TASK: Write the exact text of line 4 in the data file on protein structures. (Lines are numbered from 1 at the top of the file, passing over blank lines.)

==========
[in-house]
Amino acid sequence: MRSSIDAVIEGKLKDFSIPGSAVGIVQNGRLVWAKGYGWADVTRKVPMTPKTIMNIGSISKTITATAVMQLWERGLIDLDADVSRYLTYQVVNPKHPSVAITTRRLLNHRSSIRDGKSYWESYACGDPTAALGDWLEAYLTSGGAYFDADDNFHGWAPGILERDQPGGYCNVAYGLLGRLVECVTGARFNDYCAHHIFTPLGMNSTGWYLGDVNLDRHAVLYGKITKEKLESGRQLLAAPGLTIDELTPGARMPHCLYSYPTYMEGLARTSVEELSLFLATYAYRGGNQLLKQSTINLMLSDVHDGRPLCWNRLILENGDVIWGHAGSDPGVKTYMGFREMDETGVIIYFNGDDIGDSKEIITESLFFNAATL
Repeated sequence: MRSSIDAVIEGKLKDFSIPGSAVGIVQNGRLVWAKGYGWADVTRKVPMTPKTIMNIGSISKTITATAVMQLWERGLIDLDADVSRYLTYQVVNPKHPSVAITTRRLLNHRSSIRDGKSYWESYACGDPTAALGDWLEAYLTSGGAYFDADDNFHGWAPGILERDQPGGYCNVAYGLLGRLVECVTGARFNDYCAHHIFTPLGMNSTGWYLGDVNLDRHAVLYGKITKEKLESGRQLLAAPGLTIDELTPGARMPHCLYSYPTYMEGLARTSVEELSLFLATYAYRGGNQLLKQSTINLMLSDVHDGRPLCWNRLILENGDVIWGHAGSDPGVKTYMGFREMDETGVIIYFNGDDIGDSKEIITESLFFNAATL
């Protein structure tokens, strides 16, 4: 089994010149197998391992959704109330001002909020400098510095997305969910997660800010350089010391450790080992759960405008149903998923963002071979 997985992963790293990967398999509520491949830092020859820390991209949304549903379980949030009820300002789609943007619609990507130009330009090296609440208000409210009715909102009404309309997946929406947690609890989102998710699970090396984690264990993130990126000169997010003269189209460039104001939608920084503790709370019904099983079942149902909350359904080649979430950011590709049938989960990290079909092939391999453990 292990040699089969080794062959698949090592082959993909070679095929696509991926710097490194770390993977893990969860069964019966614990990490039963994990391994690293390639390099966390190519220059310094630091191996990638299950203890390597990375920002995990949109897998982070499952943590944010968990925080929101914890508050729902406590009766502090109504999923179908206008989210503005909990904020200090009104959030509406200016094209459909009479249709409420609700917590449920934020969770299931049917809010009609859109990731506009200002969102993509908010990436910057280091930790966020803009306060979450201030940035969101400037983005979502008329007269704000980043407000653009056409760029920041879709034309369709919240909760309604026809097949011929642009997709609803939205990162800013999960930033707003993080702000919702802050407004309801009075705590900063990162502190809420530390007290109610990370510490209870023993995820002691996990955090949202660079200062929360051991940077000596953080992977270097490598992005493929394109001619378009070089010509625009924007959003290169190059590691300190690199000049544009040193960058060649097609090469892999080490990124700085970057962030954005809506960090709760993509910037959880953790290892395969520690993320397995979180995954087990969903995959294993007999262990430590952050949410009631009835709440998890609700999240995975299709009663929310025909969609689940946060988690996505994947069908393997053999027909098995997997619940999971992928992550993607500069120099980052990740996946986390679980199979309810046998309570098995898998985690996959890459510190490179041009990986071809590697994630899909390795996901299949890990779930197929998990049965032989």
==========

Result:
């Protein structure tokens, strides 16, 4: 089994010149197998391992959704109330001002909020400098510095997305969910997660800010350089010391450790080992759960405008149903998923963002071979 997985992963790293990967398999509520491949830092020859820390991209949304549903379980949030009820300002789609943007619609990507130009330009090296609440208000409210009715909102009404309309997946929406947690609890989102998710699970090396984690264990993130990126000169997010003269189209460039104001939608920084503790709370019904099983079942149902909350359904080649979430950011590709049938989960990290079909092939391999453990 292990040699089969080794062959698949090592082959993909070679095929696509991926710097490194770390993977893990969860069964019966614990990490039963994990391994690293390639390099966390190519220059310094630091191996990638299950203890390597990375920002995990949109897998982070499952943590944010968990925080929101914890508050729902406590009766502090109504999923179908206008989210503005909990904020200090009104959030509406200016094209459909009479249709409420609700917590449920934020969770299931049917809010009609859109990731506009200002969102993509908010990436910057280091930790966020803009306060979450201030940035969101400037983005979502008329007269704000980043407000653009056409760029920041879709034309369709919240909760309604026809097949011929642009997709609803939205990162800013999960930033707003993080702000919702802050407004309801009075705590900063990162502190809420530390007290109610990370510490209870023993995820002691996990955090949202660079200062929360051991940077000596953080992977270097490598992005493929394109001619378009070089010509625009924007959003290169190059590691300190690199000049544009040193960058060649097609090469892999080490990124700085970057962030954005809506960090709760993509910037959880953790290892395969520690993320397995979180995954087990969903995959294993007999262990430590952050949410009631009835709440998890609700999240995975299709009663929310025909969609689940946060988690996505994947069908393997053999027909098995997997619940999971992928992550993607500069120099980052990740996946986390679980199979309810046998309570098995898998985690996959890459510190490179041009990986071809590697994630899909390795996901299949890990779930197929998990049965032989």